Though to call her his Muse would be to understate the term; after that night on the roof, she became his everything. Before her, he only played the songs of others (Davis, Armstrong and the jazzy like), but in his new Muse-life, he wrote his own music and the notes he blasted out were said by his audiences across Costa Rica (and even into parts of Nicaragua and beyond) to touch the very soul. In exchange for his Muse, the Trumpet Player gave up his goodness, his morality, even his name, which she simply made up whenever she addressed him directly, an act that happened only once in a while. His Muse said looking at the Trumpet Player straight in the eyes was “too much for her gilded mind.”
Most days he gave serious consideration to the thought that she might be crazy but then again, so was love.
Now they were on the road with snakes and stones, readying to burn down a house she told him belonged to an ex-love who was a “bad, bad man, muffin. A really bad man.”
Over the past year, he had done many awful acts of lawlessness, the cruelest cutting off with his pocket knife the wings of a Glasswinged butterfly his Muse said was “taunting her with too much clarity.” But never had any of these terrible deeds yet involved fire.
Their stolen white van careened down the Costa Rican road and after two turns on this path, his Muse held a hand to his chest. “Stop, Rindondo,” (again, not his name), she warned. “It is the house on the left that we must burn.”
The house was an unassuming structure painted blue with a bright purple door and a swing hanging from a young Guanacaste tree standing wide-leafed in the front yard. He imagined children riding on that swing and thought how they might miss the feel of the air on their faces after the tree and the house beyond were both gone.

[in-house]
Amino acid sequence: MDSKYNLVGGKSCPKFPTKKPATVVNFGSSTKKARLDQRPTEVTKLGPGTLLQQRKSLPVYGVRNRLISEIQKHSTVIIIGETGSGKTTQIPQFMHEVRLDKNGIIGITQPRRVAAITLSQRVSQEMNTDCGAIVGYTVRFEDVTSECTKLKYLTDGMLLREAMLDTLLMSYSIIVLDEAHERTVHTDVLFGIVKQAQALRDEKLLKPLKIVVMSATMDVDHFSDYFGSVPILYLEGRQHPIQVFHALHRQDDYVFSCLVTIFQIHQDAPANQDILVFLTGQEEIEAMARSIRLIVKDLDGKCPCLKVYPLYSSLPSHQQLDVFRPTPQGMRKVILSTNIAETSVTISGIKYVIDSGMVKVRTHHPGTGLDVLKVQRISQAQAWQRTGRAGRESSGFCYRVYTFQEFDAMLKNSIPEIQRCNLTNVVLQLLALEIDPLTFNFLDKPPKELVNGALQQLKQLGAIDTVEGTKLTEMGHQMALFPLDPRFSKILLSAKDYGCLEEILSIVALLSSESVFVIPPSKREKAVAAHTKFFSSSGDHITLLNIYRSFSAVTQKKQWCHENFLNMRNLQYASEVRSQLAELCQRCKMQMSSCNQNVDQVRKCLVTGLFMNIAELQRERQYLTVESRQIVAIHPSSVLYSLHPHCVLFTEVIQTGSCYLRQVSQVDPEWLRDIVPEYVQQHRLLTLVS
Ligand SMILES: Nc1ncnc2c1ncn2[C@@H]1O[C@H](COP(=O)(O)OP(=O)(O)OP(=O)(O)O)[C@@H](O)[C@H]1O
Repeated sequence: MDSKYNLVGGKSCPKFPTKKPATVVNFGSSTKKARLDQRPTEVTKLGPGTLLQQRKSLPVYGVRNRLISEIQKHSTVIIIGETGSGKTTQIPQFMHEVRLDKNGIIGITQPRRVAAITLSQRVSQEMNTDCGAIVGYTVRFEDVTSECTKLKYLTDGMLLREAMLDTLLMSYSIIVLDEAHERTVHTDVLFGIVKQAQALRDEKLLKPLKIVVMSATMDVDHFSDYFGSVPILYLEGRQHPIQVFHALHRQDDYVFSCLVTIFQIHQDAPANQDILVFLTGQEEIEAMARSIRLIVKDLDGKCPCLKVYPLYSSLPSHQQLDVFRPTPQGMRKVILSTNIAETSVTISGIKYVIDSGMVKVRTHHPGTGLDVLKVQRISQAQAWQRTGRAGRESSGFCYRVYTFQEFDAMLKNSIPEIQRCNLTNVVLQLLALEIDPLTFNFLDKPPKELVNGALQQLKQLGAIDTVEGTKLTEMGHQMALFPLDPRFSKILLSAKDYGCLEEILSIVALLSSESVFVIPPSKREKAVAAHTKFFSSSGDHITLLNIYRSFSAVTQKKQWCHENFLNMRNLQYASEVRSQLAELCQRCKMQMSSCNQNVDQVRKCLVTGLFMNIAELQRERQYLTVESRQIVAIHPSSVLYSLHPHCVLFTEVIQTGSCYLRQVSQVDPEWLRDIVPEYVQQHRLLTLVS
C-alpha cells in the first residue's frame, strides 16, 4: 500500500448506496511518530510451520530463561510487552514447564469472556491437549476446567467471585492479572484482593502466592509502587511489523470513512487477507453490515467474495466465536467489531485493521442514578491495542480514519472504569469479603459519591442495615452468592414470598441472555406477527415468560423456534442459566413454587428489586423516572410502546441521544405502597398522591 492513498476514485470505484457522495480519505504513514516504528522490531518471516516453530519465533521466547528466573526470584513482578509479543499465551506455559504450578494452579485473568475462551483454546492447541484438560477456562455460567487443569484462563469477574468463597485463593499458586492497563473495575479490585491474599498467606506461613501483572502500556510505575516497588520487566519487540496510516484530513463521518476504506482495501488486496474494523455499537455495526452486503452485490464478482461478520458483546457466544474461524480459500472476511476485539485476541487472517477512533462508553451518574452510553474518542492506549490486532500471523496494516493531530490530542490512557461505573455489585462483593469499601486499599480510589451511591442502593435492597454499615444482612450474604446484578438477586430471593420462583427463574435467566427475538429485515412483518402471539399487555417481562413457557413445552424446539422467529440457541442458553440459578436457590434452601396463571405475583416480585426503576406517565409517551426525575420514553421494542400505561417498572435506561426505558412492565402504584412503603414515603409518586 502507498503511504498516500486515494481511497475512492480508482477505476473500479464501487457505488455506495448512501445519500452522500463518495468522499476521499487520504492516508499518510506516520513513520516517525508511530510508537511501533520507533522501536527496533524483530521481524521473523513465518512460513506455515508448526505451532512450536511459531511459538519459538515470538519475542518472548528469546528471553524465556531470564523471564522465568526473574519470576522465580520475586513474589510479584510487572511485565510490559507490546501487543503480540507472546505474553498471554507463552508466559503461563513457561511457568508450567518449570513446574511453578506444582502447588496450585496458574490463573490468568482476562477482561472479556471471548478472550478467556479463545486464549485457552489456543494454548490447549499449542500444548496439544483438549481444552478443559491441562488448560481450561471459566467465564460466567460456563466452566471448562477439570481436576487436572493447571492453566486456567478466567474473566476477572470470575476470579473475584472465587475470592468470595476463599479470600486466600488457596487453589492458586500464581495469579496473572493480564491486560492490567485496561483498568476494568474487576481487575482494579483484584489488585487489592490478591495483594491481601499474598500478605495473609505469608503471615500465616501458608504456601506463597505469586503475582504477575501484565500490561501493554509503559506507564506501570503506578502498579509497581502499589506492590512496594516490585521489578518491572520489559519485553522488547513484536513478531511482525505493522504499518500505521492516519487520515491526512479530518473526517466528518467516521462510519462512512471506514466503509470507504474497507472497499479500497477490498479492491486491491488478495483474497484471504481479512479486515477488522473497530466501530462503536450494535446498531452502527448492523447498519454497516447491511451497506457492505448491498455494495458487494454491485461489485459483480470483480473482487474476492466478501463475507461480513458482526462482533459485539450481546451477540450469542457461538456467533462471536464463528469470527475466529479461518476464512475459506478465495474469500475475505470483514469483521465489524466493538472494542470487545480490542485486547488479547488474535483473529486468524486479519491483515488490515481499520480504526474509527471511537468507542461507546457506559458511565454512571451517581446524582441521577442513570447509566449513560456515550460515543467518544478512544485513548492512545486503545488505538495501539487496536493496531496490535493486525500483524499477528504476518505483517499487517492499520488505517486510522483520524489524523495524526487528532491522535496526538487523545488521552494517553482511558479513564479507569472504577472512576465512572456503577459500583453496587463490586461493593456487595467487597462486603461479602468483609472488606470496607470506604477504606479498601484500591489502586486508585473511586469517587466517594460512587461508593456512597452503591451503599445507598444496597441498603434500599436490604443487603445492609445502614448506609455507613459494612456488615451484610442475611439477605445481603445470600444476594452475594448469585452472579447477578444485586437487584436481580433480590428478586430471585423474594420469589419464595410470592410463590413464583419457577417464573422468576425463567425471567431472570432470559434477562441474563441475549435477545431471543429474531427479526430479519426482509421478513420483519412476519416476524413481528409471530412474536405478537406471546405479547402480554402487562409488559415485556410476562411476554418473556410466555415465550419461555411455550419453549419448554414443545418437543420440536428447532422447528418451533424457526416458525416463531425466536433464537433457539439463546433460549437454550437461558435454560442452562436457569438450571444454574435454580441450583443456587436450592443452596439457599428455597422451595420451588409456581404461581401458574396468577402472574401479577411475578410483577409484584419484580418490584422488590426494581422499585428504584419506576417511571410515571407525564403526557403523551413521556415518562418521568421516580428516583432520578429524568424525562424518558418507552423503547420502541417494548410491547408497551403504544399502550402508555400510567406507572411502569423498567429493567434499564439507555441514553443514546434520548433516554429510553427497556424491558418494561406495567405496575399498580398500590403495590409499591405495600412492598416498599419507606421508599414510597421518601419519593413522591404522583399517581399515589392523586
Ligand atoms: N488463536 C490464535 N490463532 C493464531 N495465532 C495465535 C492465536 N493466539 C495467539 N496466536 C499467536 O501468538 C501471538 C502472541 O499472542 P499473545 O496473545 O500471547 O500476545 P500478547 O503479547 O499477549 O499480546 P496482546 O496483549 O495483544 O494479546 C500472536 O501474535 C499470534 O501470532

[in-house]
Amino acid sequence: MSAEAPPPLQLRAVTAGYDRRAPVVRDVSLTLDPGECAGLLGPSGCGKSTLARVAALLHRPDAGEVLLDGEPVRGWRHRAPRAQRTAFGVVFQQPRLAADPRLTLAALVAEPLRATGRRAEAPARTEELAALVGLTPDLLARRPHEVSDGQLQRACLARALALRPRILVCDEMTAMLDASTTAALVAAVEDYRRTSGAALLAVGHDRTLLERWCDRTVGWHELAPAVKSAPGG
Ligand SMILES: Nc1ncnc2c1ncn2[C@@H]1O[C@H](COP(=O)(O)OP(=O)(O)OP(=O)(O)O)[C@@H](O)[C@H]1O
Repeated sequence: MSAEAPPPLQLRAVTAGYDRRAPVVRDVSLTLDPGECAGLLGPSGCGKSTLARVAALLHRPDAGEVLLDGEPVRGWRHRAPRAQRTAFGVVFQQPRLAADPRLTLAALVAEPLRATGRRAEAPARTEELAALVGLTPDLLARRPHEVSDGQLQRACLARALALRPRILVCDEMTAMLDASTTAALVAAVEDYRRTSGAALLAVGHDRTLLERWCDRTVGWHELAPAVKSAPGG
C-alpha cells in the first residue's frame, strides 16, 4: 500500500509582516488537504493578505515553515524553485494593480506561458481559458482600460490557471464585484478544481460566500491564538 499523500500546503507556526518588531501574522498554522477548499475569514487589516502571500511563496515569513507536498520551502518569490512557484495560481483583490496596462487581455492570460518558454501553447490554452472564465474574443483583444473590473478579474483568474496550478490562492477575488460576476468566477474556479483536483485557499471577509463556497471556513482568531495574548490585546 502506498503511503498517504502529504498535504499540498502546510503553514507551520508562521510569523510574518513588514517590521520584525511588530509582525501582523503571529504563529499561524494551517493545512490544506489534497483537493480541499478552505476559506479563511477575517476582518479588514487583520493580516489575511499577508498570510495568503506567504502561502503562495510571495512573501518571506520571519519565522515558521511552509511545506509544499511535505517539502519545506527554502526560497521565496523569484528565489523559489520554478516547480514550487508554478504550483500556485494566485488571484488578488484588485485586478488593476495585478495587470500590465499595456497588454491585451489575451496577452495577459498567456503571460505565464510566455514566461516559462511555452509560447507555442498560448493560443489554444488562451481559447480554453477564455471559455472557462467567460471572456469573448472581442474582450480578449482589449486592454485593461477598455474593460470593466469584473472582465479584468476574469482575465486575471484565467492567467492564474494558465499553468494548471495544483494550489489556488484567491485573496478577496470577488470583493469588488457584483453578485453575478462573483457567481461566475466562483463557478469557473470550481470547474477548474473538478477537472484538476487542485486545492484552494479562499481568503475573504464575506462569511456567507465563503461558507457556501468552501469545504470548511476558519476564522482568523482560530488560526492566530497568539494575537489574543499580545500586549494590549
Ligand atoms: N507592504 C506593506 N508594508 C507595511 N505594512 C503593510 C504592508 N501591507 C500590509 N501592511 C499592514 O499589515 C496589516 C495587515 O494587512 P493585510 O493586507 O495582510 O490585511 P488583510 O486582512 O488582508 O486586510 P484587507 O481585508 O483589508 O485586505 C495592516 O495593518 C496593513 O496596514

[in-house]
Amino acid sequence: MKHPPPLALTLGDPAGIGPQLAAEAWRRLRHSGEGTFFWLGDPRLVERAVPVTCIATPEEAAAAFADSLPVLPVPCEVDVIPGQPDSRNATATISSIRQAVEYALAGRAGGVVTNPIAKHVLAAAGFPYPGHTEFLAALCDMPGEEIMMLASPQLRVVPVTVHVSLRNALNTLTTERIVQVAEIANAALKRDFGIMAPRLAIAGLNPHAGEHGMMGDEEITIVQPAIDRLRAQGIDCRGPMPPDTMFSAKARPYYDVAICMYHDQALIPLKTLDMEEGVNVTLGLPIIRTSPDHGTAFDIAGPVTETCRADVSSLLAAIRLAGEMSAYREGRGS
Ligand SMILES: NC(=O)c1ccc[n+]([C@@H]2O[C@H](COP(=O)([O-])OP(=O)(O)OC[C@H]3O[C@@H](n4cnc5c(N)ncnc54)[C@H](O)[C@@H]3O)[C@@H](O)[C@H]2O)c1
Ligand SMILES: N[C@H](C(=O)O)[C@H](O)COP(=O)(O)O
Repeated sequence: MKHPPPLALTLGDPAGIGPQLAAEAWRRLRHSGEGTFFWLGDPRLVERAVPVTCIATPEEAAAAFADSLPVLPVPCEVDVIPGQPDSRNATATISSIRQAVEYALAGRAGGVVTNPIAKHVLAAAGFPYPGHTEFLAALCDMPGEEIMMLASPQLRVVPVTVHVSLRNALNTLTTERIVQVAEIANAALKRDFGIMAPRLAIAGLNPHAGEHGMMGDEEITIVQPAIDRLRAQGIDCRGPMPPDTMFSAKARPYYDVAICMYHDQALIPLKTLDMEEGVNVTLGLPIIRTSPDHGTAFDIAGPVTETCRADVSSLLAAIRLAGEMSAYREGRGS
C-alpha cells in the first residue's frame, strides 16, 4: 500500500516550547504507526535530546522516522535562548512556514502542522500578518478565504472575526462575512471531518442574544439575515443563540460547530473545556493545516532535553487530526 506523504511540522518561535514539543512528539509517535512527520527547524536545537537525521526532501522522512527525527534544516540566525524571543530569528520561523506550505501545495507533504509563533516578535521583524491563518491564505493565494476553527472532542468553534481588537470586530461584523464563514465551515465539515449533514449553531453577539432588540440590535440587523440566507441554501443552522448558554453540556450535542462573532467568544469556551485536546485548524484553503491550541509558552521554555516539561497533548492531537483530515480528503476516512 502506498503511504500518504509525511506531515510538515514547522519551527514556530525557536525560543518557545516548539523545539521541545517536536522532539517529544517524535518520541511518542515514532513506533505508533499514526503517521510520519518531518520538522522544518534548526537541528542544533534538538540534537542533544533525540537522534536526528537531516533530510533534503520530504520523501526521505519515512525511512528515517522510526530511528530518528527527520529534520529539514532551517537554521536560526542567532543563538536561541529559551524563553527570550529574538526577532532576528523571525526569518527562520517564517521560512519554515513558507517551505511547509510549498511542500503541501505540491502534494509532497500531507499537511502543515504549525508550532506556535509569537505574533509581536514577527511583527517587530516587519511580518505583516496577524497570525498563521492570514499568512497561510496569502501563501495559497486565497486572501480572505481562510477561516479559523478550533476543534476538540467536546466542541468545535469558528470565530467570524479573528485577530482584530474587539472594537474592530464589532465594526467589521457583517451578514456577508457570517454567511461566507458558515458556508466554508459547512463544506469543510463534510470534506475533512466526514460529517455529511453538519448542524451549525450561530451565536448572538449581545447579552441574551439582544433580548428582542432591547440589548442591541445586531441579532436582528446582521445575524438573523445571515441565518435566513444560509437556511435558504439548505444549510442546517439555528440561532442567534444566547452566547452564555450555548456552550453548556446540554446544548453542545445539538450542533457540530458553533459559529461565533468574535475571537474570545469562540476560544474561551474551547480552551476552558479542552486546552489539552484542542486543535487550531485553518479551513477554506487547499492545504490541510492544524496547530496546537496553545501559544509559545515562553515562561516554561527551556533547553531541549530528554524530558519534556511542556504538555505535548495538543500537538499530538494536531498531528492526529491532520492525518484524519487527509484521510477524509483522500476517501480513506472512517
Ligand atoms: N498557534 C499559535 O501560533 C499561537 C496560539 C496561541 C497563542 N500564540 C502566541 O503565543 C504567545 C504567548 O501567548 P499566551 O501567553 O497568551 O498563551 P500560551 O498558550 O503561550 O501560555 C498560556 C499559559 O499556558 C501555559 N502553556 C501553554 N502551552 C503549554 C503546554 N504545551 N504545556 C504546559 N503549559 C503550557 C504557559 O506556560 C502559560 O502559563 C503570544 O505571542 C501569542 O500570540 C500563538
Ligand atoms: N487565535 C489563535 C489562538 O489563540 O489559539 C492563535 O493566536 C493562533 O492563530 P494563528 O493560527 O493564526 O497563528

Some say that nature, and especially its snakes and stones, can crook in the direction of the crooked; watch any tree branch in a thunderous storm and you’ll see its limbs moving along to the swirling rain. And really, this ability to flex against the wicked is nature’s only way to battle the maleficence of humans and the oft-stupidity of their ways.
Such was the case this Tuesday morning, when his Muse instructed the Trumpet Player to shut off the car so they could retrieve the gas tank stored in the trunk.
He couldn’t have known that when he went with her to the trunk and lifted the tank, a stone would throw itself to the near-bottom of the tank with enough force to puncture, pouring the entire liquid contents on the feet of the inky-haired woman who stood by the Trumpet Player’s side. He also couldn’t have predicted that a snake standing guard by the roadway would slither toward her, a packet of matches clasped in its unhinged jaw, and cause her to trip into the puddle of gas on the ground. Never could he have seen that this snake might use a stone to scrape the matches in his mouth against the smooth surface in order to light them, then toss the lit sticks onto a woman who once showed her art. He did, however, see that as she burned, a thin smoke formed ashy letters that rose toward the sky. “It’s time, Trumpet Player,” the message read. “Go find another muse.”